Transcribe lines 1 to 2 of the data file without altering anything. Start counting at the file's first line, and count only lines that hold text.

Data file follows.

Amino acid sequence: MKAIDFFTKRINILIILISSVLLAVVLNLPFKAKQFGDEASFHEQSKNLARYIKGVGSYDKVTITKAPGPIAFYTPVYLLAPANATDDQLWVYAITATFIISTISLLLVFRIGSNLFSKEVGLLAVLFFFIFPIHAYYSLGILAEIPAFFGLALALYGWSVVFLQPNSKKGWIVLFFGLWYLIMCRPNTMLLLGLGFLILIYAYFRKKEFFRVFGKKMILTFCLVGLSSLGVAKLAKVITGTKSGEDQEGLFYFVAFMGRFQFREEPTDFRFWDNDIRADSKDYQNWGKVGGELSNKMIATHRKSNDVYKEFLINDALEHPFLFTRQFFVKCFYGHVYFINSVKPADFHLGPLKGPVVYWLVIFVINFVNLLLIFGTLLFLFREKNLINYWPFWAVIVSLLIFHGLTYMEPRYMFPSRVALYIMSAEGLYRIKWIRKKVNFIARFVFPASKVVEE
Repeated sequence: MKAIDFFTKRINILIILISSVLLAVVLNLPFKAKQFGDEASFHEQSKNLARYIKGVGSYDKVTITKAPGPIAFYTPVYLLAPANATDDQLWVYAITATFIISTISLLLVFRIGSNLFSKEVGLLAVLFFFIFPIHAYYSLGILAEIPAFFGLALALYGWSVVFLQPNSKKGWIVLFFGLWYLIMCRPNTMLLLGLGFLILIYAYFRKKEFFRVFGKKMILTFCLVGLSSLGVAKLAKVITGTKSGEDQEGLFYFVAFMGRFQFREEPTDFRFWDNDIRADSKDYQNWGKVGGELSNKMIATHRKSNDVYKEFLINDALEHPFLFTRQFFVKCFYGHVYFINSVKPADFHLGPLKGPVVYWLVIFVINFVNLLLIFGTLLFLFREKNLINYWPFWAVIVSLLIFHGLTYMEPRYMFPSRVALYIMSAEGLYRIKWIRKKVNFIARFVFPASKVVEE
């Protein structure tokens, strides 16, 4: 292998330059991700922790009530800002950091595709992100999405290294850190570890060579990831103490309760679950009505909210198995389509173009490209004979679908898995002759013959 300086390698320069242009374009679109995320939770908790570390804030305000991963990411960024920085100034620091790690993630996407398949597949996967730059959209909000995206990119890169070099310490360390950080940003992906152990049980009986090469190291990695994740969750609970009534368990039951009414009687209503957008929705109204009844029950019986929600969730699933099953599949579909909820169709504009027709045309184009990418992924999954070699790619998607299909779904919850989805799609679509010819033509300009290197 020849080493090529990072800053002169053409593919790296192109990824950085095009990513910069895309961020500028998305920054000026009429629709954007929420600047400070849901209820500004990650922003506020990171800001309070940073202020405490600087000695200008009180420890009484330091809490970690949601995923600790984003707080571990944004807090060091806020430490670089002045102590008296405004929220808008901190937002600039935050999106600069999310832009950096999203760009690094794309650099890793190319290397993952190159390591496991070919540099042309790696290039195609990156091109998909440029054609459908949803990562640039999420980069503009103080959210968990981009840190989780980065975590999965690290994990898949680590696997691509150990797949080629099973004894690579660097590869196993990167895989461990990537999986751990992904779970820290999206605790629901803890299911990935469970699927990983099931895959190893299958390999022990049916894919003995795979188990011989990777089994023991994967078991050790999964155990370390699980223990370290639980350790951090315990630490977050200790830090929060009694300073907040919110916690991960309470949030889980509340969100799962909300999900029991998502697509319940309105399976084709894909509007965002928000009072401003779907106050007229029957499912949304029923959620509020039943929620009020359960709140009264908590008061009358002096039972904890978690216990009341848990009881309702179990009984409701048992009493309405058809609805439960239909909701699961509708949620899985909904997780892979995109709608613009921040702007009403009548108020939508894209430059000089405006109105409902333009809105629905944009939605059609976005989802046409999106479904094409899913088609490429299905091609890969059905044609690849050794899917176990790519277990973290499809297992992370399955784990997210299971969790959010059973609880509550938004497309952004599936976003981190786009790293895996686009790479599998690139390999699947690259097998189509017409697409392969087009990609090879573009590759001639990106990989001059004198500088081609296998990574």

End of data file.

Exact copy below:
Amino acid sequence: MKAIDFFTKRINILIILISSVLLAVVLNLPFKAKQFGDEASFHEQSKNLARYIKGVGSYDKVTITKAPGPIAFYTPVYLLAPANATDDQLWVYAITATFIISTISLLLVFRIGSNLFSKEVGLLAVLFFFIFPIHAYYSLGILAEIPAFFGLALALYGWSVVFLQPNSKKGWIVLFFGLWYLIMCRPNTMLLLGLGFLILIYAYFRKKEFFRVFGKKMILTFCLVGLSSLGVAKLAKVITGTKSGEDQEGLFYFVAFMGRFQFREEPTDFRFWDNDIRADSKDYQNWGKVGGELSNKMIATHRKSNDVYKEFLINDALEHPFLFTRQFFVKCFYGHVYFINSVKPADFHLGPLKGPVVYWLVIFVINFVNLLLIFGTLLFLFREKNLINYWPFWAVIVSLLIFHGLTYMEPRYMFPSRVALYIMSAEGLYRIKWIRKKVNFIARFVFPASKVVEE
Repeated sequence: MKAIDFFTKRINILIILISSVLLAVVLNLPFKAKQFGDEASFHEQSKNLARYIKGVGSYDKVTITKAPGPIAFYTPVYLLAPANATDDQLWVYAITATFIISTISLLLVFRIGSNLFSKEVGLLAVLFFFIFPIHAYYSLGILAEIPAFFGLALALYGWSVVFLQPNSKKGWIVLFFGLWYLIMCRPNTMLLLGLGFLILIYAYFRKKEFFRVFGKKMILTFCLVGLSSLGVAKLAKVITGTKSGEDQEGLFYFVAFMGRFQFREEPTDFRFWDNDIRADSKDYQNWGKVGGELSNKMIATHRKSNDVYKEFLINDALEHPFLFTRQFFVKCFYGHVYFINSVKPADFHLGPLKGPVVYWLVIFVINFVNLLLIFGTLLFLFREKNLINYWPFWAVIVSLLIFHGLTYMEPRYMFPSRVALYIMSAEGLYRIKWIRKKVNFIARFVFPASKVVEE